Redox proteomic identification of HNE-bound mitochondrial proteins in cardiac tissues reveals a systemic effect on energy metabolism after doxorubicin treatment.

Published

Journal Article

Doxorubicin (DOX), one of the most effective anticancer drugs, is known to generate progressive cardiac damage, which is due, in part, to DOX-induced reactive oxygen species (ROS). The elevated ROS often induce oxidative protein modifications that result in alteration of protein functions. This study demonstrates that the level of proteins adducted by 4-hydroxy-2-nonenal (HNE), a lipid peroxidation product, is significantly increased in mouse heart mitochondria after DOX treatment. A redox proteomics method involving two-dimensional electrophoresis followed by mass spectrometry and investigation of protein databases identified several HNE-modified mitochondrial proteins, which were verified by HNE-specific immunoprecipitation in cardiac mitochondria from the DOX-treated mice. The majority of the identified proteins are related to mitochondrial energy metabolism. These include proteins in the citric acid cycle and electron transport chain. The enzymatic activities of the HNE-adducted proteins were significantly reduced in DOX-treated mice. Consistent with the decline in the function of the HNE-adducted proteins, the respiratory function of cardiac mitochondria as determined by oxygen consumption rate was also significantly reduced after DOX treatment. Treatment with Mn(III) meso-tetrakis(N-n-butoxyethylpyridinium-2-yl)porphyrin, an SOD mimic, averted the doxorubicin-induced mitochondrial dysfunctions as well as the HNE-protein adductions. Together, the results demonstrate that free radical-mediated alteration of energy metabolism is an important mechanism mediating DOX-induced cardiac injury, suggesting that metabolic intervention may represent a novel approach to preventing cardiac injury after chemotherapy.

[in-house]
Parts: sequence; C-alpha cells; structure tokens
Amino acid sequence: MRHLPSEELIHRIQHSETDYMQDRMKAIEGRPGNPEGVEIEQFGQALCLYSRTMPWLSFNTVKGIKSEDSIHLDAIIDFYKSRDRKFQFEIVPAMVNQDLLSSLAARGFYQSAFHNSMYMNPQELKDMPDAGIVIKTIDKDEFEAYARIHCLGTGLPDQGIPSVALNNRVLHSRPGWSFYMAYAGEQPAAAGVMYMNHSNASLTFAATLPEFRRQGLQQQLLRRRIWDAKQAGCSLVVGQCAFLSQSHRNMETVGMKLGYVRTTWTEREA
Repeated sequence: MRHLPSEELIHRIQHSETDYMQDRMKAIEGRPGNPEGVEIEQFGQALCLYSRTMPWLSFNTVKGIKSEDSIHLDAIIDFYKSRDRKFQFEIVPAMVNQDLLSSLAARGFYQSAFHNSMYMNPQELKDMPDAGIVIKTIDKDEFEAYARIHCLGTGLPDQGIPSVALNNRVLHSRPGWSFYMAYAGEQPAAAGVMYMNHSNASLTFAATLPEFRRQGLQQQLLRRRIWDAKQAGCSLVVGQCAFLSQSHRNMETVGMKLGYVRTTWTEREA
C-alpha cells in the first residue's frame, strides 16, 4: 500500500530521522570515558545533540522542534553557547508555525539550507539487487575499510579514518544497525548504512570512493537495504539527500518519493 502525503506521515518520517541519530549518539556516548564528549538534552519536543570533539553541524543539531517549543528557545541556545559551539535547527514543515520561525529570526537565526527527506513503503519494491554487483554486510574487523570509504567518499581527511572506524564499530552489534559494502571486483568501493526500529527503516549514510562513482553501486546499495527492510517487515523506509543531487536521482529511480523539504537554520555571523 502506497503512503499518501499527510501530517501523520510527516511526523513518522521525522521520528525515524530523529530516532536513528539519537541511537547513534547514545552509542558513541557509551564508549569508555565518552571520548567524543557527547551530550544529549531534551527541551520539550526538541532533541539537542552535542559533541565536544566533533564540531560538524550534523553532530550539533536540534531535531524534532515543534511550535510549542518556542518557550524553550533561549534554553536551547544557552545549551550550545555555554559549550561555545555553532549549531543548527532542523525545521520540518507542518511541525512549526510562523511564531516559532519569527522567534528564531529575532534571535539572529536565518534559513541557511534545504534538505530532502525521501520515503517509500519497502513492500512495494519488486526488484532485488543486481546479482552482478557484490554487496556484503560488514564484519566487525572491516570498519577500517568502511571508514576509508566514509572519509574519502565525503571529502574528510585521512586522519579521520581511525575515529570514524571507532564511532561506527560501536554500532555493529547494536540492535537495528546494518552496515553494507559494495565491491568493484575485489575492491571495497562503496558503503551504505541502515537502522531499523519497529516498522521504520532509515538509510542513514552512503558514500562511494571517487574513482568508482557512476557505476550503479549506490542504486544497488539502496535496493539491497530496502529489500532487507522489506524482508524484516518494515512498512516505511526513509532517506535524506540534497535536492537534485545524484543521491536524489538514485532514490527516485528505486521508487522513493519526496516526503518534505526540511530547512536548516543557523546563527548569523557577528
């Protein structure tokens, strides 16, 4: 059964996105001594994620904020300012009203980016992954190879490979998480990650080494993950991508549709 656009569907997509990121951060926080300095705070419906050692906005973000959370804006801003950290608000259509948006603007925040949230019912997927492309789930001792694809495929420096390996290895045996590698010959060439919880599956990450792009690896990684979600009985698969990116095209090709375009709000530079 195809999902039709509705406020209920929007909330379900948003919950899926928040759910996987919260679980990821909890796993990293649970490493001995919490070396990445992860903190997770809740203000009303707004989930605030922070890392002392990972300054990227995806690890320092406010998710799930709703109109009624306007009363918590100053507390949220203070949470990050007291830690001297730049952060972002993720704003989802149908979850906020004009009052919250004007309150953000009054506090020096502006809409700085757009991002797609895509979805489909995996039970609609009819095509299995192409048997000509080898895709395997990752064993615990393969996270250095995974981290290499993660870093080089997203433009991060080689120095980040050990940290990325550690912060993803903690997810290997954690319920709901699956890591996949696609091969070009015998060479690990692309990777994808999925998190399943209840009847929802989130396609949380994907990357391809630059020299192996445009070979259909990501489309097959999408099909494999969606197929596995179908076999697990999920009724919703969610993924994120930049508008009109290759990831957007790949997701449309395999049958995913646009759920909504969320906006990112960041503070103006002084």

Full Text

Duke Authors

Cited Authors

  • Zhao, Y; Miriyala, S; Miao, L; Mitov, M; Schnell, D; Dhar, SK; Cai, J; Klein, JB; Sultana, R; Butterfield, DA; Vore, M; Batinic-Haberle, I; Bondada, S; St Clair, DK

Published Date

  • July 2014

Published In

Volume / Issue

  • 72 /

Start / End Page

  • 55 - 65

PubMed ID

  • 24632380

Pubmed Central ID

  • 24632380

Electronic International Standard Serial Number (EISSN)

  • 1873-4596

Digital Object Identifier (DOI)

  • 10.1016/j.freeradbiomed.2014.03.001

Language

  • eng

Conference Location

  • United States